As I think of it, on the whole dividends are certain, growth is not.

V8


Earnings retained, but not paid out, don't increase the balance sheet then. Where do they go?

If that was indeed preferable why do we not see you, or others, insisting company boards approve the payout of all earnings (or more) as dividends?

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Re: The dividend fallacy

#473749

Postby OhNoNotimAgain » Yesterday, 11:01 am

88V8 wrote:
Avantegarde wrote:There is indeed a dividend fallacy, though not the one addressed here. It is the idea, often espoused by Terry Smith, that investors are usually better off eschewing dividends because it is much more profitable to let a firm's management reinvest the cash in its business, expand, and produce greater cash and profits.

Yes.
As I think of it, on the whole dividends are certain, growth is not.

V8


Dividends are not certain.

But if you get one you can spend it, unlike retained profits in, say, Carillion, Patissiere Valerie or Enron, or you can reinvest. You have a choice which you don't have with retained earnings.

Moreover, it suits Terry Smith, and every other active manager, to ignore the evidence from BEGS, Dimson, Fama, French, Sharp, Markowitz, Malkiel and many others.

Dod101
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Re: The dividend fallacy

#473751

Postby Dod101 » Yesterday, 11:02 am

Avantegarde wrote:There is indeed a dividend fallacy, though not the one addressed here. It is the idea, often espoused by Terry Smith, that investors are usually better off eschewing dividends because it is much more profitable to let a firm's management reinvest the cash in its business, expand, and produce greater cash and profits. Sounds good, eh? Especially when Terry Smith argues for it*. Sadly this big idea overlooks the sad history of many companies on the stock market. That history (take the last 40 years for instance) is littered with companies whose managers categorically did not know how best to invest their cash and wasted their shareholders funds on grotesque vanity projects, over-expansion (sometimes into business areas they actually knew nothing about) or indulged in simple but terrible misjudgements. It happens all the time.
*To give Mr Smith his due, he does argue that you have to decide exactly which firms and managements are actually good at doing this internal reinvestment. And that is, apparently, his own particular skill.


I agree with those comments and as has been said by scrumpyjack a commitment to regular dividend payments is a good discipline for company managements and provide some confidence to shareholders that they are at least getting some sort of return. These days the dividend usually just appears as a number on a bank statement or in an account on a platform. I recall the time when they used to appear with some regularity in the form of a cheque reassuringly landing on my doormat.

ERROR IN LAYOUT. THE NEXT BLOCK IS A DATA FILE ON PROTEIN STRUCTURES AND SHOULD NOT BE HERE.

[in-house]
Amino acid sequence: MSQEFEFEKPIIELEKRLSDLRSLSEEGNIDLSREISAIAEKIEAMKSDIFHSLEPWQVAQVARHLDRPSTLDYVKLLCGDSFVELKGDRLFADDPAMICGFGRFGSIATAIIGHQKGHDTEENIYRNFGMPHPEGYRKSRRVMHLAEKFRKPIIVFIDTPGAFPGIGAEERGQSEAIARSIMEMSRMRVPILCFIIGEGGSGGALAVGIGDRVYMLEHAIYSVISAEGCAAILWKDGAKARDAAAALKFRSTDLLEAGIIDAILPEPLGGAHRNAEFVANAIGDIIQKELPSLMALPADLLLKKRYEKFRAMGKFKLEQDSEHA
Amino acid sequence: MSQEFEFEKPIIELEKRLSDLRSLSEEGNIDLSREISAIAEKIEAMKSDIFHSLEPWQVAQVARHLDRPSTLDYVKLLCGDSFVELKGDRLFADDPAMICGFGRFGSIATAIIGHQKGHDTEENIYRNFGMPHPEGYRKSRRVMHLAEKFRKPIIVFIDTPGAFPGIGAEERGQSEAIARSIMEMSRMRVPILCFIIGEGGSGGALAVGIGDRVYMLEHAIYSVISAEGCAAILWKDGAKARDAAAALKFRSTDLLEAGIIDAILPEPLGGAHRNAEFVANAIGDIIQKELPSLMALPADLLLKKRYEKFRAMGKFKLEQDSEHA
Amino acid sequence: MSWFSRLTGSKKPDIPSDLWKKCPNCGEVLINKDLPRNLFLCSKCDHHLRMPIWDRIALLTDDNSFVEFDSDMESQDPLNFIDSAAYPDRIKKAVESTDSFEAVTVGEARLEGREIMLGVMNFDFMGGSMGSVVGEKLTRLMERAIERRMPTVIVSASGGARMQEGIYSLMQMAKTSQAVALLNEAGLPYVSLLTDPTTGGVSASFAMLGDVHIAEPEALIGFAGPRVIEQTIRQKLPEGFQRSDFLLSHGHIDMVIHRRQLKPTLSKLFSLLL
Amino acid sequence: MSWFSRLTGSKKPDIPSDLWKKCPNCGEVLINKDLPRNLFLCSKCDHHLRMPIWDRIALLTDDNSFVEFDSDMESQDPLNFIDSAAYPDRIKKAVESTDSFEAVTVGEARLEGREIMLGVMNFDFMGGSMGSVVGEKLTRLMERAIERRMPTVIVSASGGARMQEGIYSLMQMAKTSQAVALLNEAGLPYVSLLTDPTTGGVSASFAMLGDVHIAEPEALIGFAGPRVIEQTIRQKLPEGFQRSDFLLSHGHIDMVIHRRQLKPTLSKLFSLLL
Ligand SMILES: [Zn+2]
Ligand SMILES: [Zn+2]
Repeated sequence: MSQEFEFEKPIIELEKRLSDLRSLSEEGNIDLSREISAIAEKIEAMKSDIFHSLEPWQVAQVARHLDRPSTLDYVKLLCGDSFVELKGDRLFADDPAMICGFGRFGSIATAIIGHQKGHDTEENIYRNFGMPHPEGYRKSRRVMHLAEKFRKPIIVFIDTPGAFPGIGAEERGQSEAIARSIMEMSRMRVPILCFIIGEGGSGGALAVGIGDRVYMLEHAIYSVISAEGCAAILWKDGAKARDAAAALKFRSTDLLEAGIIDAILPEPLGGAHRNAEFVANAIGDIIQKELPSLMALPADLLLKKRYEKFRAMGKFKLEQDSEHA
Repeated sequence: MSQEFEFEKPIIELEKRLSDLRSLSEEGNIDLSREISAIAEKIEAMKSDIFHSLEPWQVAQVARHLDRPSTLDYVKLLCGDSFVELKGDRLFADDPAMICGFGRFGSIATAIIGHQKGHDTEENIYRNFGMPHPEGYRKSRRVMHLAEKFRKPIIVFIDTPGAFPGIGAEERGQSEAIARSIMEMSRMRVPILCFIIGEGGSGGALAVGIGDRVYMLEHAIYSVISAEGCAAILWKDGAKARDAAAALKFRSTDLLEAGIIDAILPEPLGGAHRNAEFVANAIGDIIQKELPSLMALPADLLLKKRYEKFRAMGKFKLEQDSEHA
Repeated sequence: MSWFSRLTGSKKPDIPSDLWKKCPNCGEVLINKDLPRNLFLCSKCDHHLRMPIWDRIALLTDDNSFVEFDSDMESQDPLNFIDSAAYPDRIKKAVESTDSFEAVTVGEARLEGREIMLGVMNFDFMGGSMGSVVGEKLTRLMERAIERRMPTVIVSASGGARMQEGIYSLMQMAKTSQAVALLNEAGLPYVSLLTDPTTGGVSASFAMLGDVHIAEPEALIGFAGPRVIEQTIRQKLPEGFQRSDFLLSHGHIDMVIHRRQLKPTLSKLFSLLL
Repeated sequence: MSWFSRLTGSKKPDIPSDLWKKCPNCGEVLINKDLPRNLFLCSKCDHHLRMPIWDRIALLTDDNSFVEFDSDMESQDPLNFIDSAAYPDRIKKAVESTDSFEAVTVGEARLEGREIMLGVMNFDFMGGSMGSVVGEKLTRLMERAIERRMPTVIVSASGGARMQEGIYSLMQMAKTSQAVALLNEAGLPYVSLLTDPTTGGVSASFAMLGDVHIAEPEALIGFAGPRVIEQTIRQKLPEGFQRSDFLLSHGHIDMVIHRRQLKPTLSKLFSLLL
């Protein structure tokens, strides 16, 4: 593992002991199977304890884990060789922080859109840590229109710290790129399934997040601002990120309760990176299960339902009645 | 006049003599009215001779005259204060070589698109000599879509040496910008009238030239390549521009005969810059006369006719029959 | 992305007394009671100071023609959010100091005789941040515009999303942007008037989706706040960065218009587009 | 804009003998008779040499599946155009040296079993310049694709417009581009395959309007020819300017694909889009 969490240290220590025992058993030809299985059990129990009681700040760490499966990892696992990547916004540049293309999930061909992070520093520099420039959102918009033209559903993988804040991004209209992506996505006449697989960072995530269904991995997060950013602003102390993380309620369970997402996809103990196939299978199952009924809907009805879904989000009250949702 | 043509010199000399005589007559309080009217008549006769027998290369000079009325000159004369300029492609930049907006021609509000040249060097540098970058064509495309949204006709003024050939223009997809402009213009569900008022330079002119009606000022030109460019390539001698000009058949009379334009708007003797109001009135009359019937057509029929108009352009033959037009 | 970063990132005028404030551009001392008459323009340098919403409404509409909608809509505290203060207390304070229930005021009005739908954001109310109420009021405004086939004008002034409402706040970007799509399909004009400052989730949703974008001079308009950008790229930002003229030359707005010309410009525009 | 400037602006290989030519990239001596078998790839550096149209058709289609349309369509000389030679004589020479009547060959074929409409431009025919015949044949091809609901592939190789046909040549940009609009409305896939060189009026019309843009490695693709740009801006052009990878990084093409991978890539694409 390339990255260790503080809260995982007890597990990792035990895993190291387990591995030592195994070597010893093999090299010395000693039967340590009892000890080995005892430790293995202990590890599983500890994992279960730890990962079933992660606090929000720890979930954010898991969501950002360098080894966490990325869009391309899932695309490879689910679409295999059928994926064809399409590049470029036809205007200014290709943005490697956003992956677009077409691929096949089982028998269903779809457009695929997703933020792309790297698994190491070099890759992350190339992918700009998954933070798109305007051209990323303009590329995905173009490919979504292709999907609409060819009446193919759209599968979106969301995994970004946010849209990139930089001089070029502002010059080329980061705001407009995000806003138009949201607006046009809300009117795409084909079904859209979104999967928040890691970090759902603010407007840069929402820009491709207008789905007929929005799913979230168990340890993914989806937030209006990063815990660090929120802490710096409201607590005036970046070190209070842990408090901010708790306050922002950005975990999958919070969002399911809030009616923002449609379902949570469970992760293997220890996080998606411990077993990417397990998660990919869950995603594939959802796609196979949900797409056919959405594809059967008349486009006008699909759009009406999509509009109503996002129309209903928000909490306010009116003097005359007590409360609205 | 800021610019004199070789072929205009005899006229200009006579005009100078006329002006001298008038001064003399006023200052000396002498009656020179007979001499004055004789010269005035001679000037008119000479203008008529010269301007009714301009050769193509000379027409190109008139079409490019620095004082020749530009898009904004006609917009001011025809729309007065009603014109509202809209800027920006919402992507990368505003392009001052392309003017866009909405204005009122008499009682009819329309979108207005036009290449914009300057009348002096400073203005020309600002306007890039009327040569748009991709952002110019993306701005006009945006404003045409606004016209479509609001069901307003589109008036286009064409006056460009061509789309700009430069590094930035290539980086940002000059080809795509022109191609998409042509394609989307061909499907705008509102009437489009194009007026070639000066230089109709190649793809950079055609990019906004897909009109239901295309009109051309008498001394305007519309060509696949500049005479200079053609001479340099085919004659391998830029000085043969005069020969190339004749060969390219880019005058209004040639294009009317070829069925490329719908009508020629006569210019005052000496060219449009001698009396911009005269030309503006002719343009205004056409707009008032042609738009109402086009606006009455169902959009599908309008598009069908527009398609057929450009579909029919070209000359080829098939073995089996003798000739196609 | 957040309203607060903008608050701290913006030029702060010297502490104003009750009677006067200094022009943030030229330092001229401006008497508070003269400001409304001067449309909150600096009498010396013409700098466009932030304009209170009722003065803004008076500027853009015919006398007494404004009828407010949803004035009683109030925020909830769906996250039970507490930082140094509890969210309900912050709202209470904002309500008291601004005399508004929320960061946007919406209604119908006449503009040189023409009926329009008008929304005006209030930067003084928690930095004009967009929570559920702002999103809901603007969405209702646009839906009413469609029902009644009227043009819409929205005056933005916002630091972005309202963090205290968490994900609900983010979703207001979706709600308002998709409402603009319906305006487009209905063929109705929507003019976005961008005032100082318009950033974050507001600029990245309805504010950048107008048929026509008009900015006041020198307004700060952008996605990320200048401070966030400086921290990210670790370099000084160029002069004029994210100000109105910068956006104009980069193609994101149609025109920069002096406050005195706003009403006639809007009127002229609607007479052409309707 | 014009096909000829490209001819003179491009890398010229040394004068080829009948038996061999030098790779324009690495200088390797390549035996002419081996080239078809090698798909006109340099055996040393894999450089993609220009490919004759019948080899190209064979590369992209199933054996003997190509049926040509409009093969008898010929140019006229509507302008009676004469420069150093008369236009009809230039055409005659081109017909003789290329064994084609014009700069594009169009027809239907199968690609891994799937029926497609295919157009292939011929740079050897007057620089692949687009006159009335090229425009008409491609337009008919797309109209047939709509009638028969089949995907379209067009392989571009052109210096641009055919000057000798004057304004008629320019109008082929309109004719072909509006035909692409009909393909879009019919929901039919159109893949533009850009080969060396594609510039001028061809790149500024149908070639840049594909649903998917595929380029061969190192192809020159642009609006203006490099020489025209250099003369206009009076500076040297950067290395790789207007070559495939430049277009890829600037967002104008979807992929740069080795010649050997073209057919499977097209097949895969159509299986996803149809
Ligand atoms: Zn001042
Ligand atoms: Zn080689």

Dod

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Re: The dividend fallacy

#473758

Postby dealtn » Yesterday, 11:20 am

OhNoNotimAgain wrote: You have a choice which you don't have with retained earnings.


Yes you do, indeed more choice.

You can sell any part of your holding, at any time, to access those retained earnings. You aren't constrained to the 2 or 4 times a year a dividend payment arrives, and you are likely to have less of a tax deduction too.

OhNoNotimAgain wrote:Moreover, it suits Terry Smith, and every other active manager, to ignore the evidence from BEGS, Dimson, Fama, French, Sharp, Markowitz, Malkiel and many others.


What evidence are you referring to? Can you provide any links as I am fairly sure Terry Smith is au fait with much of the works of the above quoted (although I can't say that is true of "every other active manager").

(disclosure, not that it affects my argument, and only really an opportunity for me to show off, but I was taught by Paul Marsh - a very generous man with his time and intellect and got to meet Elroy Dimson on a number of occasions).

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Re: The dividend fallacy

#473787

Postby mc2fool » Yesterday, 12:52 pm

dealtn wrote:(disclosure, not that it affects my argument, and only really an opportunity for me to show off, but I was taught by Paul Marsh - a very generous man with his time and intellect and got to meet Elroy Dimson on a number of occasions).

Now that's name dropping! Yeah, you're a show off. :D

I've been to a couple of talks by Shiller at the London School of Economics. Does that count? .... Ok, probably not .... :lol: